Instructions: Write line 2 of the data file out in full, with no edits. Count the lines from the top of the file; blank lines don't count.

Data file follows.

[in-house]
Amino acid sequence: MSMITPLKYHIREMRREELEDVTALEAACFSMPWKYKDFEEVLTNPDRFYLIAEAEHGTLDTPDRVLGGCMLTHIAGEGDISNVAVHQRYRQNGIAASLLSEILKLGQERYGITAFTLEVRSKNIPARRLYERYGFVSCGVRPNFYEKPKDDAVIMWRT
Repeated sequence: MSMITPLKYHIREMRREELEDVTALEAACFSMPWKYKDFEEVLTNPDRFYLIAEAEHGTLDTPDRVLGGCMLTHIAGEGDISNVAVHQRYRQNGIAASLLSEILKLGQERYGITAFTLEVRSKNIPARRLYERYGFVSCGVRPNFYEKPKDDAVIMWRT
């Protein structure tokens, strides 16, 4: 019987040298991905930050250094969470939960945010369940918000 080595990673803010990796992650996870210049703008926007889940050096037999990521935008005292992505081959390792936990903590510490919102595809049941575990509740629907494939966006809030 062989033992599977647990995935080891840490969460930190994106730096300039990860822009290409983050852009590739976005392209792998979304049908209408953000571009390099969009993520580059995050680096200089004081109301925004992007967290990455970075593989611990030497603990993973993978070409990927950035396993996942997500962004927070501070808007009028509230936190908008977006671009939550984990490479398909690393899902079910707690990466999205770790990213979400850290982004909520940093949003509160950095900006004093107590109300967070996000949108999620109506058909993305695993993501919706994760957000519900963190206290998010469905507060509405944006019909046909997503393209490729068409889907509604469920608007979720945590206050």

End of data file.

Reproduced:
Amino acid sequence: MSMITPLKYHIREMRREELEDVTALEAACFSMPWKYKDFEEVLTNPDRFYLIAEAEHGTLDTPDRVLGGCMLTHIAGEGDISNVAVHQRYRQNGIAASLLSEILKLGQERYGITAFTLEVRSKNIPARRLYERYGFVSCGVRPNFYEKPKDDAVIMWRT